Thinking of putting your hand up to hold office with Engineers Australia? Here’s how you could benefit from getting involved.
“I loved the idea of there being a real medical device that can improve a person’s quality of life, Coverdale, who is the Managing Director at Cover Biomedical, said. “At the time it seemed to only be biomedical engineering that could achieve that, but there’s now much greater recognition that most engineers can contribute in some way to improving people’s quality of life.
“I’m really grateful that I was exposed to biomedical engineering early in life because it’s shaped who I am today. It’s given me a huge amount of appreciation, not just for biomedical engineering but for engineering in general.”
One and a half years ago, Coverdale decided to bring her long-standing passion to Engineers Australia by applying for an office bearer role.
She now serves as Chair of the College of Biomedical Engineering Board and says it’s been an incredibly rewarding experience so far.
As an office bearer with Engineers Australia, Coverdale is determined to increase general understanding of biomedical engineering and further elevate the standing of the profession within engineering.
“I’m trying to bring greater awareness of the critical role we play within a team – whether that’s a clinical, engineering or manufacturing team,” Coverdale said. “I’m really passionate about providing education about what we do and how we add value to the community.”
She said holding an office bearer role is helping her edge closer towards this goal.
“There are so many opportunities to share the work happening in biomedical engineering with the community,” she said. “When you volunteer, whether it’s on a board or committee, you interact within the broader engineering community.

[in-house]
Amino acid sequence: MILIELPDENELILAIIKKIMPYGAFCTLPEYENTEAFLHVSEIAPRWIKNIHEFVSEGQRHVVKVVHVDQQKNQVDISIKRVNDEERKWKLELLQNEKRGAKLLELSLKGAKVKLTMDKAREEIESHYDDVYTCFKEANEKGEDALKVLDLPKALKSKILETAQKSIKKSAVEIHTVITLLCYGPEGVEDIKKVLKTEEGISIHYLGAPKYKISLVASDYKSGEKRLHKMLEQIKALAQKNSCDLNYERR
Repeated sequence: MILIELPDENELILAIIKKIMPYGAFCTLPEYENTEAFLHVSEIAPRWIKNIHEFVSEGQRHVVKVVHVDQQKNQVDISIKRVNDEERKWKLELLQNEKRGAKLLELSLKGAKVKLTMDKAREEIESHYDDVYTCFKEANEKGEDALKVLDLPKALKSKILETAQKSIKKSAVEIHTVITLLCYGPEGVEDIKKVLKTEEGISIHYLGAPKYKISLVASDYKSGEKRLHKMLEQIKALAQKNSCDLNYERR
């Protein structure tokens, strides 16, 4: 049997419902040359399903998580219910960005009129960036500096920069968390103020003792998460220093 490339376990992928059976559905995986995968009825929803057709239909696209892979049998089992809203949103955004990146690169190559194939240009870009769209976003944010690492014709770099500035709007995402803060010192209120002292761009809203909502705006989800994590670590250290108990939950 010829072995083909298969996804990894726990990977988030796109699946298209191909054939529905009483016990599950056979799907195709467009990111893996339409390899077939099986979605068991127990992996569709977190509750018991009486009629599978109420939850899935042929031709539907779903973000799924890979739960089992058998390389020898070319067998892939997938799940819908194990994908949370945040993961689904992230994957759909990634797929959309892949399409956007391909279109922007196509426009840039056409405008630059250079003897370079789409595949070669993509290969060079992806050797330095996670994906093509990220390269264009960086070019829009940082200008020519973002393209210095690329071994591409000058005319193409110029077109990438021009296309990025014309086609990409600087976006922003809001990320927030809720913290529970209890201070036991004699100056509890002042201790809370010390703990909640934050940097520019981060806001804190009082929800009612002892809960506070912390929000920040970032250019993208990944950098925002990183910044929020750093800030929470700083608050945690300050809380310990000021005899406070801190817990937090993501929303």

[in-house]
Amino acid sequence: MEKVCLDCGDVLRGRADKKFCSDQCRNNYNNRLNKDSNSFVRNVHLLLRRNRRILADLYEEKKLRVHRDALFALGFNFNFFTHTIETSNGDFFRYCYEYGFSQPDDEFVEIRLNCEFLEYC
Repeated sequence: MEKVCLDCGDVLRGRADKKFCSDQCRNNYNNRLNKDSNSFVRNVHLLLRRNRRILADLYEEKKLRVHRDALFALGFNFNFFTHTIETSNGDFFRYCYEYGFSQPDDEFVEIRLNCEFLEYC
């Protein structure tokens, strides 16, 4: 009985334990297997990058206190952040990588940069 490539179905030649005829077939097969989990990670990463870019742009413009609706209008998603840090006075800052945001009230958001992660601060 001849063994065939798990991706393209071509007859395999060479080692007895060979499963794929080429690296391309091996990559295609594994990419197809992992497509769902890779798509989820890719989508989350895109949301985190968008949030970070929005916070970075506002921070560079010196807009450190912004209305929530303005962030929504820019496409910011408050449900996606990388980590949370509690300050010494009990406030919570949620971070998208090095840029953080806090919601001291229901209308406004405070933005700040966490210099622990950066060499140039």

“You also get great exposure to various biomedical engineering activities and developments, whether those are in research or in industry. I’ve found that really beneficial. It’s been a fantastic learning opportunity.”
Dr Nick Fleming, Engineers Australia’s National President and Chair, is looking to design and implement more flexible and rewarding models of volunteering to meet the needs of roughly 2000 office bearers and volunteers at Engineers Australia.
“We see enormous untapped potential in our membership,” Fleming said. “Participating in Engineers Australia expands professional networks, amplifies knowledge, develops leadership skills and offers ways to give back that can be hard to find in day-to-day work.
“Volunteering is also great for mental health because of the social networks we form and the positive feelings we enjoy through giving back.”
Thriving as an office bearer
Although Coverdale says there are a range of skills required for success as an office bearer, there are two particularly important skills that stand out in her mind:
1. Ability to put on the ‘Engineers Australia hat’
“I think the biggest challenge a lot of people face is that they find it difficult to mentally separate their office bearer role from their professional one,” Coverdale said. “But you’re representing Engineers Australia and you need to be able to act in the best interests of the Engineers Australia community.”
“It’s critical to be able to step aside from what you know and have experienced.”
2. Openness to different points of view
“You need to corral a range of perspectives to inform your priorities,” Coverdale explained. “Being able to manage a group of people who might have different priorities and trying to align them all under one banner is key.”
Fleming adds some other critical skills to the mix.
“Being collaborative and a good communicator are the top skills of our most effective office bearers,” he said. “They are also passionate about engineering and Engineers Australia, and willing to share their expertise and their time to benefit the profession.”
For Fleming, ensuring there is a diverse composition of office bearers is a key priority.
“A diverse organisation is a robust organisation,” he said. “More than half of Australia’s engineering workforce is born overseas and we want to ensure migrant engineers have access to support and networking opportunities to help them make the most of their professional life in this country.
“We are also very keen to increase gender diversity in the profession to attract more women into engineering.”
Applications close Saturday 23 September 2023.